According to this popular teen clothing retailer, fat chicks will just never be a part of the “in” crowd… One might wonder why Mike Jeffries only wants to be in the company of good-looking people. That curiosity will end after seeing what this freak looks like. After seeing a picture of Mike Jeffries, it can only be concluded that he was never around good-looking people as a kid and is now making up for the glamorous youth he wishes he had. Is Mike Jeffries the worst CEO in the world? Here are the 13 most ridiculous things that Abercrombie’s CEO has ever said.
My own take on the situation is that he’s trying to increase the brand’s image by not selling clothes to larger people. The CEO wants his brand to be associated with good-looking people in the “in crowd” because that will make his brand look like a premium brand – and that means they can charge more money for it. This is the same reason that companies hire beautiful models or famous actors/musicians/athletes to pose with their products – so that the “coolness” of the person will be associated with the product. This is the same reason companies give away products to celebrities – in hopes that someone will photograph them wearing it, and increase the reputation of the brand. I not as offended by the “exclusionary” practices of A&F to increase it’s image, it’s suggestion that heavier people are (on average) less attractive, or it’s attempt to avoid having less attractive people associated with its brand. I can understand if this is an emotional trigger for some people though (particularly people who were ostracized for their weight in school). Certainly his results have been quite good – a quote from the same Salon article:
A&F’s earnings have nonetheless increased for 52 straight quarters, excluding a one-time charge in 2004. “To me it’s the most amazing record that exists in U.S. retailing, period,” says A.G. Edwards analyst Robert Buchanan. As his A&F brand has reached iconic status, Jeffries has raised prices, only to find that the brand’s loyal fans will gladly pay whatever he asks. Total sales for November 2005 increased 34 percent over the year before, more than five times the gain made by A&F’s main competitor, American Eagle. And while many retailers struggled during the Christmas season, Abercrombie thrived — it scored year-over-year gains of 29 percent in December, compared to 1.5 percent for other specialty retail stores.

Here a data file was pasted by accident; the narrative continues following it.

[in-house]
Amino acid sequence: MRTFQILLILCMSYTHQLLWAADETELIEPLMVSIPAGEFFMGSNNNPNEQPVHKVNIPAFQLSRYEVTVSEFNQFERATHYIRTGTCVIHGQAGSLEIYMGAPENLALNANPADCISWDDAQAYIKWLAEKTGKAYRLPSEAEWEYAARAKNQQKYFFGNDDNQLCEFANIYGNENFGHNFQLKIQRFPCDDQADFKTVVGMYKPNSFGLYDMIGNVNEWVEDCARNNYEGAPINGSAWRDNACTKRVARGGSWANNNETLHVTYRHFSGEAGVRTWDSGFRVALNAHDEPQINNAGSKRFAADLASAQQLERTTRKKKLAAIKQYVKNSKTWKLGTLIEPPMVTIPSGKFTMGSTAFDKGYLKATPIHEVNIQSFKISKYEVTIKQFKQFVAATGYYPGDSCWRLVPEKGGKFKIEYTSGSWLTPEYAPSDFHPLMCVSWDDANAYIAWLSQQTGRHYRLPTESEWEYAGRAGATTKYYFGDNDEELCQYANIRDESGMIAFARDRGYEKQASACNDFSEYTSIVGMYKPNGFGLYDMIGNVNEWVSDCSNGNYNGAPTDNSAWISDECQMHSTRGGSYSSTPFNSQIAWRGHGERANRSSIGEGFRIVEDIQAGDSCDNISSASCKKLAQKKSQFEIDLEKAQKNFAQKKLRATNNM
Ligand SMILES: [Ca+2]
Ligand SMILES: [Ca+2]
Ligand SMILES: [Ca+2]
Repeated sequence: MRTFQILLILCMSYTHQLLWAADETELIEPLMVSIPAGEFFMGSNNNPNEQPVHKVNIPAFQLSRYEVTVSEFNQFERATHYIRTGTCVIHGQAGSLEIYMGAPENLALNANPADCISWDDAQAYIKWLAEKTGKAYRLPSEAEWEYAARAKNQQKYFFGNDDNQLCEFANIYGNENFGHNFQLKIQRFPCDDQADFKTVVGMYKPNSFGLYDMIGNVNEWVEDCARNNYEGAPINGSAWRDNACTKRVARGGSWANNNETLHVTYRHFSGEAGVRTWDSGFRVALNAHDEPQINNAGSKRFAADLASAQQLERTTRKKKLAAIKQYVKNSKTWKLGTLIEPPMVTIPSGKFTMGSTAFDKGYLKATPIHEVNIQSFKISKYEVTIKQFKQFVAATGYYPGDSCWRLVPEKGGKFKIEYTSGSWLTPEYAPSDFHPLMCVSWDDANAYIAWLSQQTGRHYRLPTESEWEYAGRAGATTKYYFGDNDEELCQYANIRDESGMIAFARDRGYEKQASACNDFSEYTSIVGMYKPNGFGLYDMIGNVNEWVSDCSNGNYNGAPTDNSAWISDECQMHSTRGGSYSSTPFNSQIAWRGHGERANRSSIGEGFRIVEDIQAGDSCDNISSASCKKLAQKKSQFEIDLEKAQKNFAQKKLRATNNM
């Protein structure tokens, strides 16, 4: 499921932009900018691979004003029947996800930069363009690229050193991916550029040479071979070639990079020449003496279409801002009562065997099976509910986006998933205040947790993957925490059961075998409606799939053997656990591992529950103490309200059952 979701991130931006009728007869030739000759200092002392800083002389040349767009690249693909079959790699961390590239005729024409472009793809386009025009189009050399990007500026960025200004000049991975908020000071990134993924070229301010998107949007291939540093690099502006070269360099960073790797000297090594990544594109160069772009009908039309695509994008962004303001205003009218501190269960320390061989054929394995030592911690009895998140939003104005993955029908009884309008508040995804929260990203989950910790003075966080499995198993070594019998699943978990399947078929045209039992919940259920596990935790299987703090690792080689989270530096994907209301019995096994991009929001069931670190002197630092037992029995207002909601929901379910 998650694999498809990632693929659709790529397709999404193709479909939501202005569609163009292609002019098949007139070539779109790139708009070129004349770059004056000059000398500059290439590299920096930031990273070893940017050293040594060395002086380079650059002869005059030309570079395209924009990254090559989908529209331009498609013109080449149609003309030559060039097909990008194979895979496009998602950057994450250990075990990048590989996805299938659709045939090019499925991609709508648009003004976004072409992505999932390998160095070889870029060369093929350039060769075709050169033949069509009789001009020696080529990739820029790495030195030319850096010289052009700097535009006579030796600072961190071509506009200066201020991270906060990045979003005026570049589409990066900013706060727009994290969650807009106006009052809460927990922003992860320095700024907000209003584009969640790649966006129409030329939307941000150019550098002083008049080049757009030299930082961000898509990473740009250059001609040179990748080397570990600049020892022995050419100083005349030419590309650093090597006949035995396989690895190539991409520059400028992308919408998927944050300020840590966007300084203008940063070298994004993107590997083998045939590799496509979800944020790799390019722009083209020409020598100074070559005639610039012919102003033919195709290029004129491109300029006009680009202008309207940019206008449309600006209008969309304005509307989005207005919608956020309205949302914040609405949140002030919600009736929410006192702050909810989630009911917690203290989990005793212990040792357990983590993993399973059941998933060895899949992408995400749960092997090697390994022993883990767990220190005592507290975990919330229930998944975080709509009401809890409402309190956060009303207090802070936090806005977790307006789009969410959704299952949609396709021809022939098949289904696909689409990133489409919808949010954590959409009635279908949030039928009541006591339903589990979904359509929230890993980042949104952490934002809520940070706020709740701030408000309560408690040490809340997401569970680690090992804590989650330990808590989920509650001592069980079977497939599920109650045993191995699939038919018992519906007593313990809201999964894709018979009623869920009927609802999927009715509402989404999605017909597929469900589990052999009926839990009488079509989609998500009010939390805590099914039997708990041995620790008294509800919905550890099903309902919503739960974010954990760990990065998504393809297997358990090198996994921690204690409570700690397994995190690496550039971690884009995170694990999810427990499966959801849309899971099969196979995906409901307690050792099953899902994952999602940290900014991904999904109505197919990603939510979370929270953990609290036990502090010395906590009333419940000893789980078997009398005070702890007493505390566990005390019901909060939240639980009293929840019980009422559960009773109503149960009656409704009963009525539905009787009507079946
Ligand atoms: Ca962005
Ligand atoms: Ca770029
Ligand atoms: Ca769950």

As far as I can tell, the ingredients of this story are:
(1) An seven-year-old story that can be given new life.
(2) A blogger looking for things to write about that can get pageviews. (I looked up this particular blogger’s articles, and he’s writing 9-12 articles a day for EliteDaily. This means he’s probably spending 45 minutes per article, which certainly doesn’t lend itself to careful consideration. It actually looks more like a factory conveyor belt of “news” production.)
(3) A headline that screams for attention (the CEO didn’t say he “hated fat chicks”, though yellow journalism has every reason to make that claim). I couldn’t help but wonder if the blogger also thinks the CEO “hates fat chicks” because all of A&F advertisements feature hot, young, mostly shirtless models.
(4) The blogger has a clear incentive to make the story as scandalous as possible, including putting words in the CEO’s mouth to make his words appear as nasty as possible, and then writing a diatribe against him to satisfy the reader’s desire for “justice”.
The whole story just seems like a non-important story of scandal and drama to lure readers. (That’s the sound of thousands of blogs cashing in on it.)
What are the dangers of pageview journalism?
– Journalism that is focused on finding or creating scandal and generating anger (thus keeping the public distracted), rather than paying attention to more important things.
– Journalism that panders to a specific demographic and gives them stories that will outrage them (because anger helps things go viral). This can result in a divided media landscape where each group is constantly reminded of ways they are victimized, leading to unwillingness to hear anyone else. For example, if you’re a conservative visiting conservative websites, you’ll be constantly reminded how conservatives are attacked and victimized. If you’re a feminist visiting feminist websites, you’ll be constantly reminded how feminists and women are attacked and victimized. This leads to a situation where both feel more victimized than anyone else while feeling the other-side is evil, resulting in an unwillingness to compromise.
– Dishonest journalism that accuses people or organizations of bad behavior, ruining their reputations, even if the accusations aren’t true.
– Little or no fact checking, a willingness to use anonymous sources because: getting first to publish is important and getting the facts can ruin a perfectly good story. The use of anonymous sources also adds to the ability of media manipulators (people with products to sell or political ideologies to advance) to direct the news.
– If played well, instead of getting punished for publishing false information, bloggers can actually earn money and fame through these underhanded techniques.